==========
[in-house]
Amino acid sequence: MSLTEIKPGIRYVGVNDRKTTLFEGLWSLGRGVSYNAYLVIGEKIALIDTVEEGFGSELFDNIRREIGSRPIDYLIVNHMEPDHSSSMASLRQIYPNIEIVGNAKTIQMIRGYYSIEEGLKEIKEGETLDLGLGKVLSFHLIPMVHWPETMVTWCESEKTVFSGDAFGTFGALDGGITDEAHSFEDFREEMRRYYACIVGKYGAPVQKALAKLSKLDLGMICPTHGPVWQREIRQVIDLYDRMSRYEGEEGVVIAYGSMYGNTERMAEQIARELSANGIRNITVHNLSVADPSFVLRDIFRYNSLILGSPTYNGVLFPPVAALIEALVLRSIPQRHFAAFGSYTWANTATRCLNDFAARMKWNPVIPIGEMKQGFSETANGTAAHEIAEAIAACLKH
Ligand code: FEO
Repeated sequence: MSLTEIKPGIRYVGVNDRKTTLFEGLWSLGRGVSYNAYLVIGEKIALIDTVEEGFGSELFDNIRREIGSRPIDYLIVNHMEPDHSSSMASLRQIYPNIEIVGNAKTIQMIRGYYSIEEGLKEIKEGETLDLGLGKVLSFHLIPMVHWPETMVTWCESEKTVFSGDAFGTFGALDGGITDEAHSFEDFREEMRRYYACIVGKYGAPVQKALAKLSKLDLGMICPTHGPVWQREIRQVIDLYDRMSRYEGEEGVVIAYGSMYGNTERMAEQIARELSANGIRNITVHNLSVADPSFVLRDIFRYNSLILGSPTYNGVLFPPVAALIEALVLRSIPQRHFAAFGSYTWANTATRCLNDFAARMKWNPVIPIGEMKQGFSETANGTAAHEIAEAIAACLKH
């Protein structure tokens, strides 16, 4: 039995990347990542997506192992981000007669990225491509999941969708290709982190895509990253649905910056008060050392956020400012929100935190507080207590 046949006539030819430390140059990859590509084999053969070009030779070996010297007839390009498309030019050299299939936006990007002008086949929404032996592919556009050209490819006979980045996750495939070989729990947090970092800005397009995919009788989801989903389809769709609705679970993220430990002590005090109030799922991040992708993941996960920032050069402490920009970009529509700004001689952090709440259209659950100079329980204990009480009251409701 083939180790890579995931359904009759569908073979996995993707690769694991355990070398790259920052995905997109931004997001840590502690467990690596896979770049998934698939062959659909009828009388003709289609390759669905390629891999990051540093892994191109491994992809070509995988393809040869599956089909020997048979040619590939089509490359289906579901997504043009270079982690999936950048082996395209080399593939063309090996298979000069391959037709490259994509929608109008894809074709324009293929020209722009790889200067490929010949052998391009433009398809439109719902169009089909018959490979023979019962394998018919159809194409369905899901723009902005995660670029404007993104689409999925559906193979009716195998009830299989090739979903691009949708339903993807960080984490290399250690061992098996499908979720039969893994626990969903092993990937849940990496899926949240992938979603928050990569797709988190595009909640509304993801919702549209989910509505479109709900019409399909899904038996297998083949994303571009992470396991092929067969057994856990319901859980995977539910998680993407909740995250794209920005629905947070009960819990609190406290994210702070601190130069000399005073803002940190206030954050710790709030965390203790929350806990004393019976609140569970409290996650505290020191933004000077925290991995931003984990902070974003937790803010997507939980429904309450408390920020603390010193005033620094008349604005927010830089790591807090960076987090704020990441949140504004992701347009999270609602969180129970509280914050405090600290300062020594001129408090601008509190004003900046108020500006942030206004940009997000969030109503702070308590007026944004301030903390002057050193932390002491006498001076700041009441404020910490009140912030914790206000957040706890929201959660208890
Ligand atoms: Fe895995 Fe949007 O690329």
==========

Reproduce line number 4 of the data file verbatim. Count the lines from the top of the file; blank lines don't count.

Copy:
Repeated sequence: MSLTEIKPGIRYVGVNDRKTTLFEGLWSLGRGVSYNAYLVIGEKIALIDTVEEGFGSELFDNIRREIGSRPIDYLIVNHMEPDHSSSMASLRQIYPNIEIVGNAKTIQMIRGYYSIEEGLKEIKEGETLDLGLGKVLSFHLIPMVHWPETMVTWCESEKTVFSGDAFGTFGALDGGITDEAHSFEDFREEMRRYYACIVGKYGAPVQKALAKLSKLDLGMICPTHGPVWQREIRQVIDLYDRMSRYEGEEGVVIAYGSMYGNTERMAEQIARELSANGIRNITVHNLSVADPSFVLRDIFRYNSLILGSPTYNGVLFPPVAALIEALVLRSIPQRHFAAFGSYTWANTATRCLNDFAARMKWNPVIPIGEMKQGFSETANGTAAHEIAEAIAACLKH